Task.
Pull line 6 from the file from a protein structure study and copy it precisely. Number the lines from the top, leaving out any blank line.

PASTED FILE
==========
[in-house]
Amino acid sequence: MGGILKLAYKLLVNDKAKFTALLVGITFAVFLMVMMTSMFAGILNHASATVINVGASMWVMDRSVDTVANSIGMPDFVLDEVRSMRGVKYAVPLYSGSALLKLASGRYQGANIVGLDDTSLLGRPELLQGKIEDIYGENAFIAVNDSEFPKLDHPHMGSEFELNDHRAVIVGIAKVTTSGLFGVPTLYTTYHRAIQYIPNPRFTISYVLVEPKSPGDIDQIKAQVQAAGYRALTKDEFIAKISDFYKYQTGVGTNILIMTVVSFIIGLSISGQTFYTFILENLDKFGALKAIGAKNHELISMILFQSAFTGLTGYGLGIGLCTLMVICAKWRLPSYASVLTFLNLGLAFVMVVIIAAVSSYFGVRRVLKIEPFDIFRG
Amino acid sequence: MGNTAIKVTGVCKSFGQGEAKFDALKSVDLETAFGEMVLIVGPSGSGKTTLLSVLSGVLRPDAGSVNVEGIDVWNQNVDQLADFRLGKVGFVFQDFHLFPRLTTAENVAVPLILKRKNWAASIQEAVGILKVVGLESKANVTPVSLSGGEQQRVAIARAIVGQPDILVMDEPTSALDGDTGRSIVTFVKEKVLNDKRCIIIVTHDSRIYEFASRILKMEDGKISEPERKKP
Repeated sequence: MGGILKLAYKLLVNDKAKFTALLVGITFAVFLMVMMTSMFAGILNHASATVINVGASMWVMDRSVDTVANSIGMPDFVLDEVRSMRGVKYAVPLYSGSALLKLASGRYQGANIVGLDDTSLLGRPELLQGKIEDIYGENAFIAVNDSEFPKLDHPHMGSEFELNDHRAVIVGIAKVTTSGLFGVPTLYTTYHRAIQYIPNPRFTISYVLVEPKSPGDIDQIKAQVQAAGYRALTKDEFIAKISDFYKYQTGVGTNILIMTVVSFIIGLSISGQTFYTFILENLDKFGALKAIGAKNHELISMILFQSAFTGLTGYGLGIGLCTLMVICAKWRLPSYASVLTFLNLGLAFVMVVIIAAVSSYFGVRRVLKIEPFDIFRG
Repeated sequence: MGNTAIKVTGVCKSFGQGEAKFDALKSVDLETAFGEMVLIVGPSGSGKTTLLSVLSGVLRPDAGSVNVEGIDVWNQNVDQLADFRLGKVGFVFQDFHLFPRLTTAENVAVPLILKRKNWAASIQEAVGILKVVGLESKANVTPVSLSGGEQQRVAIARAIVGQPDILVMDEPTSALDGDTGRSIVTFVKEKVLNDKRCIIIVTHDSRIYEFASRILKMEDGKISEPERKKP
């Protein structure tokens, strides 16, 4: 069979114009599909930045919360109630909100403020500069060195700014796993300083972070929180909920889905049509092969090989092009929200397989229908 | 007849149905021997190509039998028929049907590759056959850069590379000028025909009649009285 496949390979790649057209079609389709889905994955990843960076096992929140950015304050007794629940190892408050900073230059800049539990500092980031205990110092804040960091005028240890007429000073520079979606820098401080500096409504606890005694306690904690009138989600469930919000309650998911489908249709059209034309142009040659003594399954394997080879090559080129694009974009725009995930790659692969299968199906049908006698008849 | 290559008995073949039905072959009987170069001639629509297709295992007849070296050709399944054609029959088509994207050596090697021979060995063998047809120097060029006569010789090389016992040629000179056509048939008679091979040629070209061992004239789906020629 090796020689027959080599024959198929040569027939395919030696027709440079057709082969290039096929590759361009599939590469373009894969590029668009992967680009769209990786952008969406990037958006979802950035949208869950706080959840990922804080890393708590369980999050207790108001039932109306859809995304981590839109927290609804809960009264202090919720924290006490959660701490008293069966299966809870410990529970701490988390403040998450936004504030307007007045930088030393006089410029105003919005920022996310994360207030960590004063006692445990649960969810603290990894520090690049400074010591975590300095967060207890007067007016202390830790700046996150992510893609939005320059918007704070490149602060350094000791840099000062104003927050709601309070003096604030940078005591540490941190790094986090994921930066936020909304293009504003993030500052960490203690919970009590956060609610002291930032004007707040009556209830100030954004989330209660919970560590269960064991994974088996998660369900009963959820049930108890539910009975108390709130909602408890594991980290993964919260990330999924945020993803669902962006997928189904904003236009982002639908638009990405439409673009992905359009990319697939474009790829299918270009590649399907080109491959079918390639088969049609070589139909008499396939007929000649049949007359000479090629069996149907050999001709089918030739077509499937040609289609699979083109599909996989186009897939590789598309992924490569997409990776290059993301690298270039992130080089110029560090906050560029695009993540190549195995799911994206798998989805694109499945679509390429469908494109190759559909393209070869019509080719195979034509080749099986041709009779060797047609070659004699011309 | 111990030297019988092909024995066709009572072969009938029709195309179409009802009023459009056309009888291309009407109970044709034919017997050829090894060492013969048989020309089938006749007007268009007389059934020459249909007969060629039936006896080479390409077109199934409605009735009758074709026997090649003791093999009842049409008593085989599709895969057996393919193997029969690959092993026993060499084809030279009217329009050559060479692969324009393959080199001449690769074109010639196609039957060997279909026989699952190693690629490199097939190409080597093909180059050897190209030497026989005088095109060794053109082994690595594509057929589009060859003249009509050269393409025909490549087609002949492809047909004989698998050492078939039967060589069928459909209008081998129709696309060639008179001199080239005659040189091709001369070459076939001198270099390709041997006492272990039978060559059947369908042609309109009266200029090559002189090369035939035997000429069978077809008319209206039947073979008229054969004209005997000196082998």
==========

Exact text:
């Protein structure tokens, strides 16, 4: 069979114009599909930045919360109630909100403020500069060195700014796993300083972070929180909920889905049509092969090989092009929200397989229908 | 007849149905021997190509039998028929049907590759056959850069590379000028025909009649009285 496949390979790649057209079609389709889905994955990843960076096992929140950015304050007794629940190892408050900073230059800049539990500092980031205990110092804040960091005028240890007429000073520079979606820098401080500096409504606890005694306690904690009138989600469930919000309650998911489908249709059209034309142009040659003594399954394997080879090559080129694009974009725009995930790659692969299968199906049908006698008849 | 290559008995073949039905072959009987170069001639629509297709295992007849070296050709399944054609029959088509994207050596090697021979060995063998047809120097060029006569010789090389016992040629000179056509048939008679091979040629070209061992004239789906020629 090796020689027959080599024959198929040569027939395919030696027709440079057709082969290039096929590759361009599939590469373009894969590029668009992967680009769209990786952008969406990037958006979802950035949208869950706080959840990922804080890393708590369980999050207790108001039932109306859809995304981590839109927290609804809960009264202090919720924290006490959660701490008293069966299966809870410990529970701490988390403040998450936004504030307007007045930088030393006089410029105003919005920022996310994360207030960590004063006692445990649960969810603290990894520090690049400074010591975590300095967060207890007067007016202390830790700046996150992510893609939005320059918007704070490149602060350094000791840099000062104003927050709601309070003096604030940078005591540490941190790094986090994921930066936020909304293009504003993030500052960490203690919970009590956060609610002291930032004007707040009556209830100030954004989330209660919970560590269960064991994974088996998660369900009963959820049930108890539910009975108390709130909602408890594991980290993964919260990330999924945020993803669902962006997928189904904003236009982002639908638009990405439409673009992905359009990319697939474009790829299918270009590649399907080109491959079918390639088969049609070589139909008499396939007929000649049949007359000479090629069996149907050999001709089918030739077509499937040609289609699979083109599909996989186009897939590789598309992924490569997409990776290059993301690298270039992130080089110029560090906050560029695009993540190549195995799911994206798998989805694109499945679509390429469908494109190759559909393209070869019509080719195979034509080749099986041709009779060797047609070659004699011309 | 111990030297019988092909024995066709009572072969009938029709195309179409009802009023459009056309009888291309009407109970044709034919017997050829090894060492013969048989020309089938006749007007268009007389059934020459249909007969060629039936006896080479390409077109199934409605009735009758074709026997090649003791093999009842049409008593085989599709895969057996393919193997029969690959092993026993060499084809030279009217329009050559060479692969324009393959080199001449690769074109010639196609039957060997279909026989699952190693690629490199097939190409080597093909180059050897190209030497026989005088095109060794053109082994690595594509057929589009060859003249009509050269393409025909490549087609002949492809047909004989698998050492078939039967060589069928459909209008081998129709696309060639008179001199080239005659040189091709001369070459076939001198270099390709041997006492272990039978060559059947369908042609309109009266200029090559002189090369035939035997000429069978077809008319209206039947073979008229054969004209005997000196082998």